THE ADJOURNED INQUEST
The jury met again on Wednesday afternoon, when the Coroner stated
that he had written to the colonel of the deceased's regiment about the
four men, but had received no reply. The police had also been
instructed, but had been unable to discover the men. The Coroner also
stated that he had written to the surgeon and instructed him to make the
examination ordered by the jury.
The doctor stated that he had made a post mortem examination of the
deceased on the previous afternoon. His evidence was as follows: First I
examined the injury in the neck, which was about half an inch in breadth
and was punctured fully three quarters of an inch in depth. It was
situated about an inch and a half below the angle of the jaw, and was
somewhat behind it. It touched no vessel of importance, and was not the
cause of death. he might have died from a number of causes. He had
extravasation of blood on the right side of the brain. He had a fracture
of the bone of the arm. All the ribs on his right side were broken and
the points had torn the lung, causing the effusion of blood which was
seen upon the ground. The liver and both kidneys were ruptured.
A Sergeant of the 4th Regiment, who had previously examined, stated
he had made all enquiries in respect to the men seen in company with the
deceased, but had failed to discover them.
The jury returned an open verdict - "That the deceased, William
Thompson, was found dead at the foot of the cliff near the South Front
Barracks, Western Heights, at Dover."
From the Dover Express and East Kent News, Friday 9
MURDER OF AN ENGINEER SOLDIER AT DOVER
At the Borough Police Court this (Friday) morning before E.
Dickenson, J. G. Smith, and C. Stein, Esqs., a lance-corporal of the
Royal Engineers stationed at the Western Heights, Dover, named Charles
Wellryck, was charged with having shot dead this morning a sapper in the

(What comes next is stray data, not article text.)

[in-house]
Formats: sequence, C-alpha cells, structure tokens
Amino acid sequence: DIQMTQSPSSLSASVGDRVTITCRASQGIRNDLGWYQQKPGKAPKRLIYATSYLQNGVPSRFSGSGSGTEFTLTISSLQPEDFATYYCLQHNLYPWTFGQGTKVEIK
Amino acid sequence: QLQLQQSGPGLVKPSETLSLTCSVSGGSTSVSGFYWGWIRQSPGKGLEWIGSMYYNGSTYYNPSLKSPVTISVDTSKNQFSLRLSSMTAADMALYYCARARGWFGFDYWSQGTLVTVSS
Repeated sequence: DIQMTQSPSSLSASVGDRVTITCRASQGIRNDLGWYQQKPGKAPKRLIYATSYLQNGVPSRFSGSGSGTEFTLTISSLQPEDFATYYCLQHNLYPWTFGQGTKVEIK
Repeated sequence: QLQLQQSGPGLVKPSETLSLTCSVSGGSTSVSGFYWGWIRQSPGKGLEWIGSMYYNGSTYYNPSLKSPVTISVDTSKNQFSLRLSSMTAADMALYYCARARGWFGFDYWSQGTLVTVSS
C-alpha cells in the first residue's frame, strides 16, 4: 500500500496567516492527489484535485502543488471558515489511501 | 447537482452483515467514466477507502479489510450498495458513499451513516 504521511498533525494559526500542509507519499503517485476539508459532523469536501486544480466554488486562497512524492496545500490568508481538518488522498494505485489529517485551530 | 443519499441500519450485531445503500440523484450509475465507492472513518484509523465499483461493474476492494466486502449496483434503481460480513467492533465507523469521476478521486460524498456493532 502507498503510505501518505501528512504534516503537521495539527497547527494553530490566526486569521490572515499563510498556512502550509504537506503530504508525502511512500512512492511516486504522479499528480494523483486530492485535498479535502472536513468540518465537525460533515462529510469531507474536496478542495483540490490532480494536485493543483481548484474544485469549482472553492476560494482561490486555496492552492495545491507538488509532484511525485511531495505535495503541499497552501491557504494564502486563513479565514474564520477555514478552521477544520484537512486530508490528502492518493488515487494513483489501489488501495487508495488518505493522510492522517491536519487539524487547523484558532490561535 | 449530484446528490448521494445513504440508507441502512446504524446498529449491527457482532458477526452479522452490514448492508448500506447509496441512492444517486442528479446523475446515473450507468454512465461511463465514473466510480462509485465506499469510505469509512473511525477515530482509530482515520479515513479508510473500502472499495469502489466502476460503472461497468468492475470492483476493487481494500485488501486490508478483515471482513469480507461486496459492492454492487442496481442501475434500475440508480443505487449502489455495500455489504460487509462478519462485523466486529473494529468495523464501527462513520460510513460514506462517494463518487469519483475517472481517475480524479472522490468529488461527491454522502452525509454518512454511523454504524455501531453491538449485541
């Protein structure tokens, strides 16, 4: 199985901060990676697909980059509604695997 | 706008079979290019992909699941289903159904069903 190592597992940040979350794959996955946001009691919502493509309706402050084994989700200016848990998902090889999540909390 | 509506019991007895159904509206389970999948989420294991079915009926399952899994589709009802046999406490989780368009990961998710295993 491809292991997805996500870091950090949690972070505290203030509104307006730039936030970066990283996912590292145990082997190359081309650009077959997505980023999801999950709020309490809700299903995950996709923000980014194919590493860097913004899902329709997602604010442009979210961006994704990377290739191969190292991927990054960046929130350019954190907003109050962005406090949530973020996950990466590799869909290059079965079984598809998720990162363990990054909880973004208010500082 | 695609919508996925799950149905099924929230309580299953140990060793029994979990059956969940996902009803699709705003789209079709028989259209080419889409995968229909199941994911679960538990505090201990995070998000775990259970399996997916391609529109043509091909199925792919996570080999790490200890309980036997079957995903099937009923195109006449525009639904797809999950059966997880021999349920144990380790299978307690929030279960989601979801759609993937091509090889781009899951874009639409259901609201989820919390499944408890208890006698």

same corps, named William Barnes.
After reading of the charge to the prisoners, Thomas Handcock
deposes: I am a sapper in the Royal Engineers, stationed at the Western
Heights Barracks, Dover. Prisoner is a lance-corporal in the same corps.
Shortly after seven o'clock this morning I was standing with my back to
the prisoner when I heard the report of a rifle. Upon that I turned
round and faced prisoner, and saw him drop the rifle upon the floor. The
smoke was coming from the rifle indicating its recent discharge - there
was also the smell of powder. I then turned to the left and looked and
saw sapper Barnes bleeding from a wound in his cheek. I said, "Oh,
Barnes is shot." Barnes after sitting upon his bed when he was shot,
about 16 feet away from the prisoner. I immediately went to Barnes and
took hold of his head. Finding there was no pulsation, I said he was
dead. There were eight other sappers in the room where the shot was
fired. I called for some one to fetch the doctor, who was brought to the
room shortly afterwards. I never heard the prisoner utter a word.
Prisoner did not use his rifle after he dropped it, and he made no
attempt to escape. I have known the prisoner for the last three years
and have of late noticed a peculiarity about his behaviour. He seemed
melancholy. If a person asked him a question, it was ten to one if an